Calculating DS - Multivariable calculus help

1. May 4, 2014

Beautiful

I'm having trouble calculating the dS vector. I know there are multiple ways to find dS but can anyone explain them to me. Or redirect me to a site that can help me with this. I've looked in my book and I've found some info on it but I want additional sources that could maybe explain them a little better.

Thank you so much! I really appreciate it.

2. May 4, 2014

Beautiful

I think one of my biggest issues with finding the dS vector has been that I've done it in so many ways so far and getting confused and in turn making too many mistakes. So I'm basically looking for a overview of all the ways it can be calculated (If that sort of thing exists).

Thank you

3. May 4, 2014

Matterwave

I'm guessing by dS you mean the infinitessimal surface area vector? As it is an infinitessimal vector, it doesn't really have a calculated value since it should go to 0 in the appropriate limit. So I think you will have to be more specific on what you're asking.

4. May 4, 2014

Beautiful

Yeah I think you are referring to something different. It arises when we start dealing with surface integrals. I think it's usually the perpendicular vector to a surface. And there are special cases that allow for shortcuts when working through complex problems.

5. May 4, 2014

Beautiful

The attachment is of a example problem. This would be the type of dS vector I am referring to.

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6. May 4, 2014

Matterwave

Are you referring to an integral like this:

$$\iint_S \vec{A}\cdot d\vec{S}$$

I am referring to the $d\vec{S}$ found in that expression. It's an infinitesimal vector, like dx when we are integrating:

$$\int f(x)dx$$

As $d\vec{S}$ is an infinitesimal vector, there's no way to really calculate a "value" for this vector itself, but there are certainly ways to help you evaluate the surface integral itself. So perhaps you are asking about ways to evaluate vector surface integrals in general?

7. May 4, 2014

Beautiful

Hmm apparently so. Would "ways to evaluate vector surface integrals in general" include problems involving The flux, Stokes' thm, divergence thm...etc

8. May 4, 2014

Matterwave

Certainly. In your previous picture, for example, it seems to me that one wants to use the 2-dimensional divergence theorem to convert that surface integral into a line integral, which might be easier:

$$\iint_S (\nabla\cdot\vec{F})dA=\oint_C \vec{F}\cdot\hat{n} dl$$

But I'm confused on why the picture has a vector sign on the dS. In that case the divergence of a vector field is a scalar field, and should just be integrated over a surface, not a surface vector...hmmmm... maybe it's a typo?

9. May 4, 2014

Beautiful

Possibly, I found a random example online. Just to confirm we are referring to the same type of dS vector.

Well here is another example of a question (which I have the solution to). From my understanding there is a special case that allows you to quickly identify the dS as:
dS=R("region") dzdΘ
And R would be equal to 2 in this case

Examples like these give me problems. I have no idea where this special case came from. Is there a list somewhere where I can find all the possible ways the dS vector can be found?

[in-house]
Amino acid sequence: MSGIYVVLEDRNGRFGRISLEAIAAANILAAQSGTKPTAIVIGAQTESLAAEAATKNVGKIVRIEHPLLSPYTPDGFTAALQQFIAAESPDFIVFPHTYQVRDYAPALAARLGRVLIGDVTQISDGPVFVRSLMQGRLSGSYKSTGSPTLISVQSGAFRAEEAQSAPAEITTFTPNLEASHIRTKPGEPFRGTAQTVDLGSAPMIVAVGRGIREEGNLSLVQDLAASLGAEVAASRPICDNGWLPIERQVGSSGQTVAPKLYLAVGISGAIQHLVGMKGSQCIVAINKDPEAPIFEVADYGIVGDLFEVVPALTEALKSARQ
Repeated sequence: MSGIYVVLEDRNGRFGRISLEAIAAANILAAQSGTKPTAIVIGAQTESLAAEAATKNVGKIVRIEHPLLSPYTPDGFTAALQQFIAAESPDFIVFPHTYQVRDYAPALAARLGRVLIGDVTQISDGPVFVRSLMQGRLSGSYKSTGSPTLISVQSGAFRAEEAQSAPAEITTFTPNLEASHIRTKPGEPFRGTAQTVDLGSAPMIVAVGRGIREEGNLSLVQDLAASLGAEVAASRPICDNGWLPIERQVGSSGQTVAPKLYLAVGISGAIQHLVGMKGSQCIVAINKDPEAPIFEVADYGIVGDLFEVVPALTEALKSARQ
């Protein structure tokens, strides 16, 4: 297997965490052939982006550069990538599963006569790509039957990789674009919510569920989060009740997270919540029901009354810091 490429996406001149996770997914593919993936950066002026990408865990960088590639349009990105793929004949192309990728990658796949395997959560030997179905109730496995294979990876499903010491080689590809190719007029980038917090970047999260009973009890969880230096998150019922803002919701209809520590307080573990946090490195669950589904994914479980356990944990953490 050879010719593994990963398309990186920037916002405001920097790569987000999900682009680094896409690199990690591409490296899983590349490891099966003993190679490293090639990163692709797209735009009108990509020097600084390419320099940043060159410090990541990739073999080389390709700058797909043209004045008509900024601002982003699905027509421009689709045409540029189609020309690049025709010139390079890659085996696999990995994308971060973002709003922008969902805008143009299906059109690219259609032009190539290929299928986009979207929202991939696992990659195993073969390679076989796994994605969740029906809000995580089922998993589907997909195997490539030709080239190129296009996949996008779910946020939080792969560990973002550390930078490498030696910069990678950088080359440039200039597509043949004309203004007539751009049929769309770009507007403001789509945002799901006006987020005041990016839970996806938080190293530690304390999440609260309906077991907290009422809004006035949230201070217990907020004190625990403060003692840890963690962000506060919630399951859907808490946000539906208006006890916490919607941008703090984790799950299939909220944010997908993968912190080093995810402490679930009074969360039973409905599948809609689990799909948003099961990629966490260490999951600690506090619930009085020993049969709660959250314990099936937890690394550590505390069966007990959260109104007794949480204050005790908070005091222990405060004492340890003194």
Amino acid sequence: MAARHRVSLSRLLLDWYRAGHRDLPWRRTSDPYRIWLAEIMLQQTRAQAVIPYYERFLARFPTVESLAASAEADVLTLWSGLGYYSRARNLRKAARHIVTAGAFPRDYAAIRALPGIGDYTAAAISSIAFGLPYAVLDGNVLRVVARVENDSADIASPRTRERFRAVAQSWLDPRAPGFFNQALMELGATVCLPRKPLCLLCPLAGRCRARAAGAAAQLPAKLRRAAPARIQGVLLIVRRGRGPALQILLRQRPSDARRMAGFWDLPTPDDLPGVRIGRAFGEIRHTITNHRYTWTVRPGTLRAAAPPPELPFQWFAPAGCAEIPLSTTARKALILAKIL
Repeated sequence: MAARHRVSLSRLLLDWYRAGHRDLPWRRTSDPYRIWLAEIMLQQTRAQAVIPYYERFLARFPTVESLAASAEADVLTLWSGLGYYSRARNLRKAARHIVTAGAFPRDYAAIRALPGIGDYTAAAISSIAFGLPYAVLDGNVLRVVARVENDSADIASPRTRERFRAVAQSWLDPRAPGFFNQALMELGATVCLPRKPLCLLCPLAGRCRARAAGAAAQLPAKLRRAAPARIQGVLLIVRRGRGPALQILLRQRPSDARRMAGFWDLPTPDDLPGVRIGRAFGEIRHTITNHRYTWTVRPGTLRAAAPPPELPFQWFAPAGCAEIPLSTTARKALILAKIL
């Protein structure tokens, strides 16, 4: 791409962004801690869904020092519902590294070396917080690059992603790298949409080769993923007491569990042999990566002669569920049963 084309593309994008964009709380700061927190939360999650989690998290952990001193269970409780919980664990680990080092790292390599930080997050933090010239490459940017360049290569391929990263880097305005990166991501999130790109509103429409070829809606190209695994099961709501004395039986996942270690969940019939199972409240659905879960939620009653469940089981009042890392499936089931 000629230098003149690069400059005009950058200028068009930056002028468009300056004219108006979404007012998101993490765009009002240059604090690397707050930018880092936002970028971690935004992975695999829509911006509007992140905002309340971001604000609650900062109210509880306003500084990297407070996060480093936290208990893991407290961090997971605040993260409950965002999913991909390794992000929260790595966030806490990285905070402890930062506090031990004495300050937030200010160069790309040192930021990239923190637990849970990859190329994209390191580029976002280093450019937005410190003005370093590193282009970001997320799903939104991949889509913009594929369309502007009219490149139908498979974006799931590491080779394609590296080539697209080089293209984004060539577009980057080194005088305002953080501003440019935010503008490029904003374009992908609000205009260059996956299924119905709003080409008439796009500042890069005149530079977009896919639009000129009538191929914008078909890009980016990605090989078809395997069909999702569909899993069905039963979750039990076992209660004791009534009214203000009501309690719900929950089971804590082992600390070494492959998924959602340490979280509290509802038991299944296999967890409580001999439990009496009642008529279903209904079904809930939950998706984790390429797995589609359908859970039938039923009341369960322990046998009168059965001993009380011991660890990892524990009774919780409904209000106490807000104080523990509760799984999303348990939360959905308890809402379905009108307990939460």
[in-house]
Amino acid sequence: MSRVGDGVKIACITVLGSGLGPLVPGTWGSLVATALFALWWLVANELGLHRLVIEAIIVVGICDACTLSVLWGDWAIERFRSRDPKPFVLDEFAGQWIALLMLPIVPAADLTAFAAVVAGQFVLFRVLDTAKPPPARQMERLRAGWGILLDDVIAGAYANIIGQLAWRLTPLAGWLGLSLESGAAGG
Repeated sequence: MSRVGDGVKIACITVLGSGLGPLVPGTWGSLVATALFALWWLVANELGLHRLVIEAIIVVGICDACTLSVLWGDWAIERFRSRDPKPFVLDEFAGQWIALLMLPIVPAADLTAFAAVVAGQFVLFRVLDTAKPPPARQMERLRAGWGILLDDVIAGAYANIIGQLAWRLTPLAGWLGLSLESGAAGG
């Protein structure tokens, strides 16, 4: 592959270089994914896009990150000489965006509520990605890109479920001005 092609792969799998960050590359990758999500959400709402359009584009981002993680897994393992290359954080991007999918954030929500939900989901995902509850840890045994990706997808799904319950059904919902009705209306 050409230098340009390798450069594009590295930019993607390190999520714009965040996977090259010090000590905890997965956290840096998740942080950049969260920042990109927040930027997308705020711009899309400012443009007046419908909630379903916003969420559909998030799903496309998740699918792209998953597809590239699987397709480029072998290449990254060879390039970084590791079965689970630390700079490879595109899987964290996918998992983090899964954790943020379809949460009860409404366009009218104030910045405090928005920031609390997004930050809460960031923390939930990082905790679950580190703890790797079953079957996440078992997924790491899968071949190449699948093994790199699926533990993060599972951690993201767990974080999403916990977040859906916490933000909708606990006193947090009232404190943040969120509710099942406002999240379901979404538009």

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10. May 4, 2014

Beautiful

Thanks for the help Matterwave. I really appreciate it

11. May 4, 2014

Matterwave

I don't think you will find such a list of possible ways to reduce a surface integral into a nicer form. There are just too many potential integrals. Mostly you will have to work off of experience.

There's always nice reductions that occur if the vector field you are integrating over has symmetries with respect to the surface. For example, if the vector field is radially directed, and the surface is a sphere, then the vector field will always be parallel (or anti-parallel) with the dS vector. In this case, one can remove the dot product. Alternatively, if the vector field is always perpendicular with the surface, you know the surface integral is 0. If the surface is a closed surface, then you can probably use the divergence theorem to turn it into a volume integral, or if the surface is not a closed surface, perhaps use the divergence theorem to turn it into a line integral.

All of this basically comes with experience and practicing problems. Even for regular integrals, you just need some experience in how to evaluate them.

Actually the vast majority of integrals will be impossible to do analytically using elementary methods, but the integrals you see from courses or lectures should be able to be evaluated.

As far as your attached thumbnail goes, there's no need for vectors in that problem, so you wouldn't be dealing with a dS vector, you would be dealing with a dA infinitesimal area.

In this case, the volume would be 3*A where A is the area of the circle. Since the density doesn't depend on z, you can basically turn the volume integral into a surface integral over A multiplied by 3.

If you are asking why is dA=rdzdθ, then this is the area element in polar coordinates.

For those, you can certainly look up, for example:

http://en.wikipedia.org/wiki/Cylindrical_coordinates
http://en.wikipedia.org/wiki/Spherical_coordinates